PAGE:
The mortgage servicer also is required to give you a free annual statement that details the activity of your escrow account, showing, for example your account balance and reflecting payments for your property taxes, homeowners insurance and other escrowed items.
Transfer of servicing
If your loan is transferred to a new servicer, you generally get two notices: one from your current mortgage servicer; the other from the new servicer. In most cases, your current servicer must notify you at least 15 days before the effective date of the transfer, unless you received a written transfer notice at settlement. The effective date is when the first mortgage payment is due at the new servicer’s address. The new servicer must notify you within 15 days after the effective date of the transfer.
Both notices must include:
- the name and address of the new servicer
- the date the current servicer will stop accepting your mortgage payments
- the date the new servicer will begin accepting your mortgage payments
- telephone numbers (either toll-free or collect), for the current and new mortgage servicer, for information about the transfer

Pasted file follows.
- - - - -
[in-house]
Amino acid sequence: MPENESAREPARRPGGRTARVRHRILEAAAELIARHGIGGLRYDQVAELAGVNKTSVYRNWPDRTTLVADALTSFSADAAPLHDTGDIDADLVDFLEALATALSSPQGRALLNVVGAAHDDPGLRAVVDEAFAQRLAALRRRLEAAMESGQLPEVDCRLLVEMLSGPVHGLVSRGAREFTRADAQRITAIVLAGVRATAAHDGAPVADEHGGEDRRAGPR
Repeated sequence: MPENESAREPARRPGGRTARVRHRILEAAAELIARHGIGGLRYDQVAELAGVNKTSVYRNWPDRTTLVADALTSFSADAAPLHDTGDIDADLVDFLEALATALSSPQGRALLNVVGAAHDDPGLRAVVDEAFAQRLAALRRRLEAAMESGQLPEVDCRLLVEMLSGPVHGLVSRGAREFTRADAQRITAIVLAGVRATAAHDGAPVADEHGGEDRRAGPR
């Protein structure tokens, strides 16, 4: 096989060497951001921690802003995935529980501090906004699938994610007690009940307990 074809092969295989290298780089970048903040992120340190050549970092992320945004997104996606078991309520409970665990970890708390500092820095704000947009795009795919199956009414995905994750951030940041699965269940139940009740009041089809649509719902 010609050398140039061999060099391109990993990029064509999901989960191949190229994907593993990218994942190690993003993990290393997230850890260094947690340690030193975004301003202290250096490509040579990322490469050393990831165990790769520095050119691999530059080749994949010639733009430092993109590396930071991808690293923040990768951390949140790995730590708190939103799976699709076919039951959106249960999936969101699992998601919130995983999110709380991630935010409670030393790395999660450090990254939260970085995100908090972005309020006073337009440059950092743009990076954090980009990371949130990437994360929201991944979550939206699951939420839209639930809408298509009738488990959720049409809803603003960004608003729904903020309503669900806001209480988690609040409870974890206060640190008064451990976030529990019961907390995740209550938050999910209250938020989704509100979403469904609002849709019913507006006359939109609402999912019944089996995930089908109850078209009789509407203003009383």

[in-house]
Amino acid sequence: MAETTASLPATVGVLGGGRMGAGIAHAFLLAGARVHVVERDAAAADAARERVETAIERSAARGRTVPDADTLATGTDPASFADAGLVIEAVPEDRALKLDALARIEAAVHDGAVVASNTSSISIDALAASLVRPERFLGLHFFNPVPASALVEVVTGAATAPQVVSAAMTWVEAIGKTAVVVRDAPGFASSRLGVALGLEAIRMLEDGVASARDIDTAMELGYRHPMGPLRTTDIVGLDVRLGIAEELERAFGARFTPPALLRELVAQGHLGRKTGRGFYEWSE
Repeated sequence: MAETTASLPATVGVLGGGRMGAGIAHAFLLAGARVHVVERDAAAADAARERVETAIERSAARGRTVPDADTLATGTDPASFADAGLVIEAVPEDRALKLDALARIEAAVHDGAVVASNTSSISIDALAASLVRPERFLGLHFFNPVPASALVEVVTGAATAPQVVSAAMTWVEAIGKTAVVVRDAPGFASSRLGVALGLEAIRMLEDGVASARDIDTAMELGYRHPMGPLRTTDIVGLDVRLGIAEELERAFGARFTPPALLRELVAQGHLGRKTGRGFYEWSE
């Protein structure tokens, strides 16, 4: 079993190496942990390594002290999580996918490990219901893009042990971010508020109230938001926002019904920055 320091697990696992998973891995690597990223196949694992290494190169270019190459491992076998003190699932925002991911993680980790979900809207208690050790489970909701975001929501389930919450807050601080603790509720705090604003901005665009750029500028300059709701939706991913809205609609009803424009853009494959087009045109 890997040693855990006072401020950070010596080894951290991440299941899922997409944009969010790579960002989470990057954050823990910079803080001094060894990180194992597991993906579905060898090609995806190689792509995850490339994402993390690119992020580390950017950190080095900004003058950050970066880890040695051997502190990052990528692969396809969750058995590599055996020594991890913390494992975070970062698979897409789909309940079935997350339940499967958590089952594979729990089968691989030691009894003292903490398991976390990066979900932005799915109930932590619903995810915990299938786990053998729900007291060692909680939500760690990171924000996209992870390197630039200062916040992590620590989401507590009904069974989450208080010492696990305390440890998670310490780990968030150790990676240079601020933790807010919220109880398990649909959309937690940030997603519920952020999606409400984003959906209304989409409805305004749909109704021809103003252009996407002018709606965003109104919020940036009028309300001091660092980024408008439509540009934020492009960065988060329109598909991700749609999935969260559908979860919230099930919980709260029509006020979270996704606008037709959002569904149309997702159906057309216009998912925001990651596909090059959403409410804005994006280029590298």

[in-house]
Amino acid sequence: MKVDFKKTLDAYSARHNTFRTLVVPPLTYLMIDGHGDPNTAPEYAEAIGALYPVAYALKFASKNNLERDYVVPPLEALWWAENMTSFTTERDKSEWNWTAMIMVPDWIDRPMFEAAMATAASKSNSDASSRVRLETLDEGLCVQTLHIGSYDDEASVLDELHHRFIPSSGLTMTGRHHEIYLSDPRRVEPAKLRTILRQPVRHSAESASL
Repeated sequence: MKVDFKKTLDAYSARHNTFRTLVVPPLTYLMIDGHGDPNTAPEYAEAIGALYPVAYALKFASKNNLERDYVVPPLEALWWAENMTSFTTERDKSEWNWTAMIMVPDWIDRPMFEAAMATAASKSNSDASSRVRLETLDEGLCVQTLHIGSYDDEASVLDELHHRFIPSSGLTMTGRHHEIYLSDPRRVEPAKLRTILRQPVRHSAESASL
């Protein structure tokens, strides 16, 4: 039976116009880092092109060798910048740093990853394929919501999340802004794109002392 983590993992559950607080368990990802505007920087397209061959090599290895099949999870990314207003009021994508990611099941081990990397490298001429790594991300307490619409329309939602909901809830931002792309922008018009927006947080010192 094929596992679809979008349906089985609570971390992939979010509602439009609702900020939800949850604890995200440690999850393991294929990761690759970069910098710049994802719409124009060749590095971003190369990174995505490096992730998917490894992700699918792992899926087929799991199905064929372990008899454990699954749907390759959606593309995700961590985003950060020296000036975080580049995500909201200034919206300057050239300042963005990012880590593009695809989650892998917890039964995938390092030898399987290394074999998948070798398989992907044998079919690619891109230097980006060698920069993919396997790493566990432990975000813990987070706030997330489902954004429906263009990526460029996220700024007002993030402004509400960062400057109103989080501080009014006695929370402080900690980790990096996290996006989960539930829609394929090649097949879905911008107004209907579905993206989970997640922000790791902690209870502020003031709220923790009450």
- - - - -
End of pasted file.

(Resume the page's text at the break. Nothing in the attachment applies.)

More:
- whether you can continue any optional insurance, such as credit life or disability insurance; what action you must take to maintain coverage; and whether the insurance terms will change
- a statement that the transfer will not affect any terms or conditions of your mortgage, except those directly related to the servicing of the loan. For example, if your contract says you were allowed to pay property taxes and insurance premiums on your own, the new servicer cannot demand that you establish an escrow account.
- a statement explaining your rights and what to do if you have a question or complaint about the servicing of your loan.